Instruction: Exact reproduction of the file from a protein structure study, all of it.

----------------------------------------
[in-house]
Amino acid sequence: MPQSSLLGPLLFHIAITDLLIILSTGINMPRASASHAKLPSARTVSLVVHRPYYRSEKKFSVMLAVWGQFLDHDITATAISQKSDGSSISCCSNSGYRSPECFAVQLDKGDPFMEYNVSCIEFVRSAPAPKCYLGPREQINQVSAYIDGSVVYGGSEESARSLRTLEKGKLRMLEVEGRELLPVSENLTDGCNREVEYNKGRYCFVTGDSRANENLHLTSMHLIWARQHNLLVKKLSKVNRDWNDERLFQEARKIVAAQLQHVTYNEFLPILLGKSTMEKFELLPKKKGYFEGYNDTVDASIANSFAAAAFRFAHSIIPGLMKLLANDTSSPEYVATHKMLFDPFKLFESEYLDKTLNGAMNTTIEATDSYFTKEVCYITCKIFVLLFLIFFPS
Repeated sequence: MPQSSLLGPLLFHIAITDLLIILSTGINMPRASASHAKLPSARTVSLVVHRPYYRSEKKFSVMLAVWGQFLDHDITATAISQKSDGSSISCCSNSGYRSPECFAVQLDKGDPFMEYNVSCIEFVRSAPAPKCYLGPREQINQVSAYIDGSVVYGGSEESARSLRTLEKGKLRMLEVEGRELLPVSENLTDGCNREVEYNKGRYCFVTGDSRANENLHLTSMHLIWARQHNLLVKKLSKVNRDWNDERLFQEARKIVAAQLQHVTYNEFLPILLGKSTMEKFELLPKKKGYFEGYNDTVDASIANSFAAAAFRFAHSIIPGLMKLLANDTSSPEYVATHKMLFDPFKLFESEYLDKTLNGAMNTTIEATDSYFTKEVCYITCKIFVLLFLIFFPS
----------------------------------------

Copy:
[in-house]
Amino acid sequence: MPQSSLLGPLLFHIAITDLLIILSTGINMPRASASHAKLPSARTVSLVVHRPYYRSEKKFSVMLAVWGQFLDHDITATAISQKSDGSSISCCSNSGYRSPECFAVQLDKGDPFMEYNVSCIEFVRSAPAPKCYLGPREQINQVSAYIDGSVVYGGSEESARSLRTLEKGKLRMLEVEGRELLPVSENLTDGCNREVEYNKGRYCFVTGDSRANENLHLTSMHLIWARQHNLLVKKLSKVNRDWNDERLFQEARKIVAAQLQHVTYNEFLPILLGKSTMEKFELLPKKKGYFEGYNDTVDASIANSFAAAAFRFAHSIIPGLMKLLANDTSSPEYVATHKMLFDPFKLFESEYLDKTLNGAMNTTIEATDSYFTKEVCYITCKIFVLLFLIFFPS
Repeated sequence: MPQSSLLGPLLFHIAITDLLIILSTGINMPRASASHAKLPSARTVSLVVHRPYYRSEKKFSVMLAVWGQFLDHDITATAISQKSDGSSISCCSNSGYRSPECFAVQLDKGDPFMEYNVSCIEFVRSAPAPKCYLGPREQINQVSAYIDGSVVYGGSEESARSLRTLEKGKLRMLEVEGRELLPVSENLTDGCNREVEYNKGRYCFVTGDSRANENLHLTSMHLIWARQHNLLVKKLSKVNRDWNDERLFQEARKIVAAQLQHVTYNEFLPILLGKSTMEKFELLPKKKGYFEGYNDTVDASIANSFAAAAFRFAHSIIPGLMKLLANDTSSPEYVATHKMLFDPFKLFESEYLDKTLNGAMNTTIEATDSYFTKEVCYITCKIFVLLFLIFFPS